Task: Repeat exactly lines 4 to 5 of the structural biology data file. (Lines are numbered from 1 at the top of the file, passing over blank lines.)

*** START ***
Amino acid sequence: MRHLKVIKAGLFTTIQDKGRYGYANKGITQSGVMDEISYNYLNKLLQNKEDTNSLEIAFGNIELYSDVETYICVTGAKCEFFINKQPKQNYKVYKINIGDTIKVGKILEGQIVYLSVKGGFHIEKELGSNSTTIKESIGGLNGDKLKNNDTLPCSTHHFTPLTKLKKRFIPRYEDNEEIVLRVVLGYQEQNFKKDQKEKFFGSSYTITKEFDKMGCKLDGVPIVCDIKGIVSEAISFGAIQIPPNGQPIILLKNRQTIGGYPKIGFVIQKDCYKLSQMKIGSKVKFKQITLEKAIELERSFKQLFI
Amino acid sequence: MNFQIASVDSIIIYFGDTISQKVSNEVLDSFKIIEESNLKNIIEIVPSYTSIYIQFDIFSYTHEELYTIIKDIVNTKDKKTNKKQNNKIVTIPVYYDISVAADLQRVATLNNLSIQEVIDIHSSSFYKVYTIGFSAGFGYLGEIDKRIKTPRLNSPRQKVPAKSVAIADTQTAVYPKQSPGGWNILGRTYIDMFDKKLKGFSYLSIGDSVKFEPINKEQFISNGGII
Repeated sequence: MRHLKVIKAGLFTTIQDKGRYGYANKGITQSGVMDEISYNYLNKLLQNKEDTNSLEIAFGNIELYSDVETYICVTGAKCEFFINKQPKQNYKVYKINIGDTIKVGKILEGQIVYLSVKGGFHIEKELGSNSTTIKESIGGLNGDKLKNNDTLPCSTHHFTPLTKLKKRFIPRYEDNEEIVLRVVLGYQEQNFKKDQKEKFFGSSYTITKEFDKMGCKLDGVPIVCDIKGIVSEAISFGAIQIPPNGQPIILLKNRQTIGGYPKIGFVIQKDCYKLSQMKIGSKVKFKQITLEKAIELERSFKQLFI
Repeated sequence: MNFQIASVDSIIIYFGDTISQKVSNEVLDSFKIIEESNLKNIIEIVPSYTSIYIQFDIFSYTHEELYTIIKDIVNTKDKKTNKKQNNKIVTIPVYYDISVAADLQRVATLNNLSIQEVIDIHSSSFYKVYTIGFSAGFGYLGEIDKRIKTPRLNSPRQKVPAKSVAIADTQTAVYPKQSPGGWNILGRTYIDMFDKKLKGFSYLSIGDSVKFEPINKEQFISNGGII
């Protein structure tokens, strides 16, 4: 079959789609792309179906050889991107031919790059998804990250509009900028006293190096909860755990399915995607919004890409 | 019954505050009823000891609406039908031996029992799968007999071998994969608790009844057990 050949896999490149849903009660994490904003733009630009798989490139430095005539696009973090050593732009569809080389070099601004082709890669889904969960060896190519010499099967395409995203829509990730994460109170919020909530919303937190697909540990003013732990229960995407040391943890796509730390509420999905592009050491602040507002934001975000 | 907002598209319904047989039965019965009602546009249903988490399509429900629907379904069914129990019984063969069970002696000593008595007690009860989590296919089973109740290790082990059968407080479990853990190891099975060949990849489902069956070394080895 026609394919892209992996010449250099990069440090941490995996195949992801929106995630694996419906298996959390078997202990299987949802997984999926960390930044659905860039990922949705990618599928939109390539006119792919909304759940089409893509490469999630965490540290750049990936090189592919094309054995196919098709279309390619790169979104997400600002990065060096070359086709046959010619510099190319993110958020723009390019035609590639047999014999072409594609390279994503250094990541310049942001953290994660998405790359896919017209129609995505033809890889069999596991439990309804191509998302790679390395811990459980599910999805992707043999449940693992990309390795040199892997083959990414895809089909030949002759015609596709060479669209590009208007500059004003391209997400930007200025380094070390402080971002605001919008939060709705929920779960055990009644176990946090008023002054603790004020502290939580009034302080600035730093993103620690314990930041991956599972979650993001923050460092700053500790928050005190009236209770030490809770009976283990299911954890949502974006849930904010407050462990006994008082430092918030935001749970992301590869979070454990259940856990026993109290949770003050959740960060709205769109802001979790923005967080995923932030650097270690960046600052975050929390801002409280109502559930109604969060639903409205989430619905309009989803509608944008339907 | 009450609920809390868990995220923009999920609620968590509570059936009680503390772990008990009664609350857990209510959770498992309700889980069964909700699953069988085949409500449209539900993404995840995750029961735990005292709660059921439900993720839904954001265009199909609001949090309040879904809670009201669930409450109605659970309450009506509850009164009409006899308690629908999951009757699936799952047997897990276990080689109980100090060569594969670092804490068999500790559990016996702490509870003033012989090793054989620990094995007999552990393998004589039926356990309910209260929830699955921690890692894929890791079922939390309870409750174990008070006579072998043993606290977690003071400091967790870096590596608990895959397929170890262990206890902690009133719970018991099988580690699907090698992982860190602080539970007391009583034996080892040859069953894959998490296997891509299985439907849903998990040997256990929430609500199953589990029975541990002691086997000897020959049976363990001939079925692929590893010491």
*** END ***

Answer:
Repeated sequence: MNFQIASVDSIIIYFGDTISQKVSNEVLDSFKIIEESNLKNIIEIVPSYTSIYIQFDIFSYTHEELYTIIKDIVNTKDKKTNKKQNNKIVTIPVYYDISVAADLQRVATLNNLSIQEVIDIHSSSFYKVYTIGFSAGFGYLGEIDKRIKTPRLNSPRQKVPAKSVAIADTQTAVYPKQSPGGWNILGRTYIDMFDKKLKGFSYLSIGDSVKFEPINKEQFISNGGII
């Protein structure tokens, strides 16, 4: 079959789609792309179906050889991107031919790059998804990250509009900028006293190096909860755990399915995607919004890409 | 019954505050009823000891609406039908031996029992799968007999071998994969608790009844057990 050949896999490149849903009660994490904003733009630009798989490139430095005539696009973090050593732009569809080389070099601004082709890669889904969960060896190519010499099967395409995203829509990730994460109170919020909530919303937190697909540990003013732990229960995407040391943890796509730390509420999905592009050491602040507002934001975000 | 907002598209319904047989039965019965009602546009249903988490399509429900629907379904069914129990019984063969069970002696000593008595007690009860989590296919089973109740290790082990059968407080479990853990190891099975060949990849489902069956070394080895 026609394919892209992996010449250099990069440090941490995996195949992801929106995630694996419906298996959390078997202990299987949802997984999926960390930044659905860039990922949705990618599928939109390539006119792919909304759940089409893509490469999630965490540290750049990936090189592919094309054995196919098709279309390619790169979104997400600002990065060096070359086709046959010619510099190319993110958020723009390019035609590639047999014999072409594609390279994503250094990541310049942001953290994660998405790359896919017209129609995505033809890889069999596991439990309804191509998302790679390395811990459980599910999805992707043999449940693992990309390795040199892997083959990414895809089909030949002759015609596709060479669209590009208007500059004003391209997400930007200025380094070390402080971002605001919008939060709705929920779960055990009644176990946090008023002054603790004020502290939580009034302080600035730093993103620690314990930041991956599972979650993001923050460092700053500790928050005190009236209770030490809770009976283990299911954890949502974006849930904010407050462990006994008082430092918030935001749970992301590869979070454990259940856990026993109290949770003050959740960060709205769109802001979790923005967080995923932030650097270690960046600052975050929390801002409280109502559930109604969060639903409205989430619905309009989803509608944008339907 | 009450609920809390868990995220923009999920609620968590509570059936009680503390772990008990009664609350857990209510959770498992309700889980069964909700699953069988085949409500449209539900993404995840995750029961735990005292709660059921439900993720839904954001265009199909609001949090309040879904809670009201669930409450109605659970309450009506509850009164009409006899308690629908999951009757699936799952047997897990276990080689109980100090060569594969670092804490068999500790559990016996702490509870003033012989090793054989620990094995007999552990393998004589039926356990309910209260929830699955921690890692894929890791079922939390309870409750174990008070006579072998043993606290977690003071400091967790870096590596608990895959397929170890262990206890902690009133719970018991099988580690699907090698992982860190602080539970007391009583034996080892040859069953894959998490296997891509299985439907849903998990040997256990929430609500199953589990029975541990002691086997000897020959049976363990001939079925692929590893010491």